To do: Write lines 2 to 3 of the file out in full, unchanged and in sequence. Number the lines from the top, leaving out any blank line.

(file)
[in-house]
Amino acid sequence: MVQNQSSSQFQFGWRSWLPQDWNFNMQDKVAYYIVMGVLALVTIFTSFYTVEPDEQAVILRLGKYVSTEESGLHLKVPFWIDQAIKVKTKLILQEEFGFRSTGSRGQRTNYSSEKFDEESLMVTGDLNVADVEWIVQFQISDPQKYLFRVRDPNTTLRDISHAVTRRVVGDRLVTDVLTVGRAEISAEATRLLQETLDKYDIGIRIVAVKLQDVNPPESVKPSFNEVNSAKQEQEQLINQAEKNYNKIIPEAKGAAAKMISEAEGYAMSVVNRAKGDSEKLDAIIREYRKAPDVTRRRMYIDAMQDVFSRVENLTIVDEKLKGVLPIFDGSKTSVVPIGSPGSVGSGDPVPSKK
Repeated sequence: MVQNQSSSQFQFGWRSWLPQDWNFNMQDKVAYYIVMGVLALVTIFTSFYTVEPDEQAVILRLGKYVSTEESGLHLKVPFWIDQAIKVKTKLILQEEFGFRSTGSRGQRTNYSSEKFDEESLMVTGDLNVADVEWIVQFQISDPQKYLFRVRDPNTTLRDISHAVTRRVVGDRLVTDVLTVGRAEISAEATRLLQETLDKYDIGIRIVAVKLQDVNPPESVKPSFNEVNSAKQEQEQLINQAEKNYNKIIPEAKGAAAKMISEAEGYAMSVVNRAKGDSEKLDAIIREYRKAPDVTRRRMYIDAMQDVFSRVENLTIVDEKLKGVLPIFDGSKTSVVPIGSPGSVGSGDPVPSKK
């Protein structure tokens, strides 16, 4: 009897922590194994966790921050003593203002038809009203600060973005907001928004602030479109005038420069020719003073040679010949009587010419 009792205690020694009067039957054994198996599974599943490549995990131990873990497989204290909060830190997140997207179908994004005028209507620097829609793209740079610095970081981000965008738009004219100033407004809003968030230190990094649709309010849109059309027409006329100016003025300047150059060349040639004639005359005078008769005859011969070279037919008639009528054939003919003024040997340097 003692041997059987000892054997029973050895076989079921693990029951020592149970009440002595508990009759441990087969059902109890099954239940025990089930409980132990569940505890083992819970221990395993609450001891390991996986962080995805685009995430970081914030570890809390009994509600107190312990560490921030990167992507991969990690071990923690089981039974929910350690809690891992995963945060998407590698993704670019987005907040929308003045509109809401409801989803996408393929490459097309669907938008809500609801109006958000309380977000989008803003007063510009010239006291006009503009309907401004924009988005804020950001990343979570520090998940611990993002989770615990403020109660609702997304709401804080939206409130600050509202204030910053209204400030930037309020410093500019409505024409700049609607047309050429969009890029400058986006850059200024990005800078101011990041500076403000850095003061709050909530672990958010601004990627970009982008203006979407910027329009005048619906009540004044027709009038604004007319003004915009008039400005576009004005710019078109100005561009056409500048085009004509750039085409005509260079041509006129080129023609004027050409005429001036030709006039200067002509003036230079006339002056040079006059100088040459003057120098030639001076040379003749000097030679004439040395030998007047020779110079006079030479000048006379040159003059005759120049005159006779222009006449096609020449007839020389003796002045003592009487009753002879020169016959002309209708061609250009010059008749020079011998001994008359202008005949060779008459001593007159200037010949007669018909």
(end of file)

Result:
Amino acid sequence: MVQNQSSSQFQFGWRSWLPQDWNFNMQDKVAYYIVMGVLALVTIFTSFYTVEPDEQAVILRLGKYVSTEESGLHLKVPFWIDQAIKVKTKLILQEEFGFRSTGSRGQRTNYSSEKFDEESLMVTGDLNVADVEWIVQFQISDPQKYLFRVRDPNTTLRDISHAVTRRVVGDRLVTDVLTVGRAEISAEATRLLQETLDKYDIGIRIVAVKLQDVNPPESVKPSFNEVNSAKQEQEQLINQAEKNYNKIIPEAKGAAAKMISEAEGYAMSVVNRAKGDSEKLDAIIREYRKAPDVTRRRMYIDAMQDVFSRVENLTIVDEKLKGVLPIFDGSKTSVVPIGSPGSVGSGDPVPSKK
Repeated sequence: MVQNQSSSQFQFGWRSWLPQDWNFNMQDKVAYYIVMGVLALVTIFTSFYTVEPDEQAVILRLGKYVSTEESGLHLKVPFWIDQAIKVKTKLILQEEFGFRSTGSRGQRTNYSSEKFDEESLMVTGDLNVADVEWIVQFQISDPQKYLFRVRDPNTTLRDISHAVTRRVVGDRLVTDVLTVGRAEISAEATRLLQETLDKYDIGIRIVAVKLQDVNPPESVKPSFNEVNSAKQEQEQLINQAEKNYNKIIPEAKGAAAKMISEAEGYAMSVVNRAKGDSEKLDAIIREYRKAPDVTRRRMYIDAMQDVFSRVENLTIVDEKLKGVLPIFDGSKTSVVPIGSPGSVGSGDPVPSKK